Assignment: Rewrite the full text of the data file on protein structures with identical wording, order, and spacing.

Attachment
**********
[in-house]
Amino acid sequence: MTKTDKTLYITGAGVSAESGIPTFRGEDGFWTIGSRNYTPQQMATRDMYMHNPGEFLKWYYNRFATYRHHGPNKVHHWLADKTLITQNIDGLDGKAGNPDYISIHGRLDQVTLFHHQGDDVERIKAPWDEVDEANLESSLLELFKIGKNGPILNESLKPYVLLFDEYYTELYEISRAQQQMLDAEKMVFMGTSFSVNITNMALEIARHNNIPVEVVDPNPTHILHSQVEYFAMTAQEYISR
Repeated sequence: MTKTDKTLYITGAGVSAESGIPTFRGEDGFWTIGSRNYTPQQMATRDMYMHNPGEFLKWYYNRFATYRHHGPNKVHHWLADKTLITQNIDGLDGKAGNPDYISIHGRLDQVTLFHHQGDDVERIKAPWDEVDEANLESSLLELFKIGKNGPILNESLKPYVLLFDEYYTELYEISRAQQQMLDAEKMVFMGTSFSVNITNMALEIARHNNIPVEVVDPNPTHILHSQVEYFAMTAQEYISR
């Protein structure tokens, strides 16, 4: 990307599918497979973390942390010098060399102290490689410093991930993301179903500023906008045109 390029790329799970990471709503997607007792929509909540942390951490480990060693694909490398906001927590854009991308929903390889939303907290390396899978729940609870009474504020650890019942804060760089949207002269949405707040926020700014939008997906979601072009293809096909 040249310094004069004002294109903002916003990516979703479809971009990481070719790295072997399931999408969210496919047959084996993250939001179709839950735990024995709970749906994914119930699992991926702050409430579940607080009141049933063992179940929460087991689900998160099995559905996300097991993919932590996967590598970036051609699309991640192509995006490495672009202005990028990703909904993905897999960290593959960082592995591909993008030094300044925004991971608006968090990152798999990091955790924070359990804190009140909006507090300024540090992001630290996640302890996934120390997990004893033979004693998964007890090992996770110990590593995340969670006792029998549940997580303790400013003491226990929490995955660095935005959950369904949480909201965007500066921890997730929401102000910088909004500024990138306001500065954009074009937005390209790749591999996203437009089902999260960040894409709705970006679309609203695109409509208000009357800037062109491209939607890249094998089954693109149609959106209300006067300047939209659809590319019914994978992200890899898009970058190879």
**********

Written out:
[in-house]
Amino acid sequence: MTKTDKTLYITGAGVSAESGIPTFRGEDGFWTIGSRNYTPQQMATRDMYMHNPGEFLKWYYNRFATYRHHGPNKVHHWLADKTLITQNIDGLDGKAGNPDYISIHGRLDQVTLFHHQGDDVERIKAPWDEVDEANLESSLLELFKIGKNGPILNESLKPYVLLFDEYYTELYEISRAQQQMLDAEKMVFMGTSFSVNITNMALEIARHNNIPVEVVDPNPTHILHSQVEYFAMTAQEYISR
Repeated sequence: MTKTDKTLYITGAGVSAESGIPTFRGEDGFWTIGSRNYTPQQMATRDMYMHNPGEFLKWYYNRFATYRHHGPNKVHHWLADKTLITQNIDGLDGKAGNPDYISIHGRLDQVTLFHHQGDDVERIKAPWDEVDEANLESSLLELFKIGKNGPILNESLKPYVLLFDEYYTELYEISRAQQQMLDAEKMVFMGTSFSVNITNMALEIARHNNIPVEVVDPNPTHILHSQVEYFAMTAQEYISR
């Protein structure tokens, strides 16, 4: 990307599918497979973390942390010098060399102290490689410093991930993301179903500023906008045109 390029790329799970990471709503997607007792929509909540942390951490480990060693694909490398906001927590854009991308929903390889939303907290390396899978729940609870009474504020650890019942804060760089949207002269949405707040926020700014939008997906979601072009293809096909 040249310094004069004002294109903002916003990516979703479809971009990481070719790295072997399931999408969210496919047959084996993250939001179709839950735990024995709970749906994914119930699992991926702050409430579940607080009141049933063992179940929460087991689900998160099995559905996300097991993919932590996967590598970036051609699309991640192509995006490495672009202005990028990703909904993905897999960290593959960082592995591909993008030094300044925004991971608006968090990152798999990091955790924070359990804190009140909006507090300024540090992001630290996640302890996934120390997990004893033979004693998964007890090992996770110990590593995340969670006792029998549940997580303790400013003491226990929490995955660095935005959950369904949480909201965007500066921890997730929401102000910088909004500024990138306001500065954009074009937005390209790749591999996203437009089902999260960040894409709705970006679309609203695109409509208000009357800037062109491209939607890249094998089954693109149609959106209300006067300047939209659809590319019914994978992200890899898009970058190879």